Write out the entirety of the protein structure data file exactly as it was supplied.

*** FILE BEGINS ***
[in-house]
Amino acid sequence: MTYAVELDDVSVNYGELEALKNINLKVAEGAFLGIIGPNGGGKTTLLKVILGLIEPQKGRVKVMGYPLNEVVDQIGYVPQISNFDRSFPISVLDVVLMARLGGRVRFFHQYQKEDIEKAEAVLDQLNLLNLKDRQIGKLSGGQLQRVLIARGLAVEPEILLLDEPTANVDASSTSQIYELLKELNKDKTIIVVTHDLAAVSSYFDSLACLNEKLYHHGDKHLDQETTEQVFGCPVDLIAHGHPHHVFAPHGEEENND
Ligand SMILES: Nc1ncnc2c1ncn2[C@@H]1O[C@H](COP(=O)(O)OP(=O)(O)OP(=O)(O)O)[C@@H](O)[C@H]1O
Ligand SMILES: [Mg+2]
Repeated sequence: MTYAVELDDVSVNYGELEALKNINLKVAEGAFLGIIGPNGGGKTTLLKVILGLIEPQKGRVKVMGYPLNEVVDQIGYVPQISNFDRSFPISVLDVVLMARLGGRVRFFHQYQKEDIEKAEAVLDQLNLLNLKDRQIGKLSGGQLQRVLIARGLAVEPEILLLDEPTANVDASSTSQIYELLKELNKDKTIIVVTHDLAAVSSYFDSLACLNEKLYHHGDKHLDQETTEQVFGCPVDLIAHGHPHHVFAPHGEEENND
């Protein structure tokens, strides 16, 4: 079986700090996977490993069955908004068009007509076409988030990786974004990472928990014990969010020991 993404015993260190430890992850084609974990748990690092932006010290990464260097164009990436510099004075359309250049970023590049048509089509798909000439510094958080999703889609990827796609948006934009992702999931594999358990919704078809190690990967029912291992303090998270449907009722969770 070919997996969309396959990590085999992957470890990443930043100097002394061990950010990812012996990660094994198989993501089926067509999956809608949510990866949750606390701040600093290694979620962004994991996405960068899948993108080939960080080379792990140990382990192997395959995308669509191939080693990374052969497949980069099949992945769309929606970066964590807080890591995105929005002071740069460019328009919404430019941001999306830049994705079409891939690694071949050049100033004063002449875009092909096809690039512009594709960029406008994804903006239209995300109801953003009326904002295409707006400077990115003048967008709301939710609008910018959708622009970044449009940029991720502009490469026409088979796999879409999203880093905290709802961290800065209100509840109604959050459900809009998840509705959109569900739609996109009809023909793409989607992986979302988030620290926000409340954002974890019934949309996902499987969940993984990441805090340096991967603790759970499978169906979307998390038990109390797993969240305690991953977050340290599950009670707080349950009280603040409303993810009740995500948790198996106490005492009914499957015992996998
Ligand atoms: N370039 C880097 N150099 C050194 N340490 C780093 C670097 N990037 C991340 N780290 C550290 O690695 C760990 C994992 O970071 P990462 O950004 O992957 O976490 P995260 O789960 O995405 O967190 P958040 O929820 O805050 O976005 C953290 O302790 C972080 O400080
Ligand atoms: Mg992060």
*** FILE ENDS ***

[in-house]
Amino acid sequence: MTYAVELDDVSVNYGELEALKNINLKVAEGAFLGIIGPNGGGKTTLLKVILGLIEPQKGRVKVMGYPLNEVVDQIGYVPQISNFDRSFPISVLDVVLMARLGGRVRFFHQYQKEDIEKAEAVLDQLNLLNLKDRQIGKLSGGQLQRVLIARGLAVEPEILLLDEPTANVDASSTSQIYELLKELNKDKTIIVVTHDLAAVSSYFDSLACLNEKLYHHGDKHLDQETTEQVFGCPVDLIAHGHPHHVFAPHGEEENND
Ligand SMILES: Nc1ncnc2c1ncn2[C@@H]1O[C@H](COP(=O)(O)OP(=O)(O)OP(=O)(O)O)[C@@H](O)[C@H]1O
Ligand SMILES: [Mg+2]
Repeated sequence: MTYAVELDDVSVNYGELEALKNINLKVAEGAFLGIIGPNGGGKTTLLKVILGLIEPQKGRVKVMGYPLNEVVDQIGYVPQISNFDRSFPISVLDVVLMARLGGRVRFFHQYQKEDIEKAEAVLDQLNLLNLKDRQIGKLSGGQLQRVLIARGLAVEPEILLLDEPTANVDASSTSQIYELLKELNKDKTIIVVTHDLAAVSSYFDSLACLNEKLYHHGDKHLDQETTEQVFGCPVDLIAHGHPHHVFAPHGEEENND
């Protein structure tokens, strides 16, 4: 079986700090996977490993069955908004068009007509076409988030990786974004990472928990014990969010020991 993404015993260190430890992850084609974990748990690092932006010290990464260097164009990436510099004075359309250049970023590049048509089509798909000439510094958080999703889609990827796609948006934009992702999931594999358990919704078809190690990967029912291992303090998270449907009722969770 070919997996969309396959990590085999992957470890990443930043100097002394061990950010990812012996990660094994198989993501089926067509999956809608949510990866949750606390701040600093290694979620962004994991996405960068899948993108080939960080080379792990140990382990192997395959995308669509191939080693990374052969497949980069099949992945769309929606970066964590807080890591995105929005002071740069460019328009919404430019941001999306830049994705079409891939690694071949050049100033004063002449875009092909096809690039512009594709960029406008994804903006239209995300109801953003009326904002295409707006400077990115003048967008709301939710609008910018959708622009970044449009940029991720502009490469026409088979796999879409999203880093905290709802961290800065209100509840109604959050459900809009998840509705959109569900739609996109009809023909793409989607992986979302988030620290926000409340954002974890019934949309996902499987969940993984990441805090340096991967603790759970499978169906979307998390038990109390797993969240305690991953977050340290599950009670707080349950009280603040409303993810009740995500948790198996106490005492009914499957015992996998
Ligand atoms: N370039 C880097 N150099 C050194 N340490 C780093 C670097 N990037 C991340 N780290 C550290 O690695 C760990 C994992 O970071 P990462 O950004 O992957 O976490 P995260 O789960 O995405 O967190 P958040 O929820 O805050 O976005 C953290 O302790 C972080 O400080
Ligand atoms: Mg992060």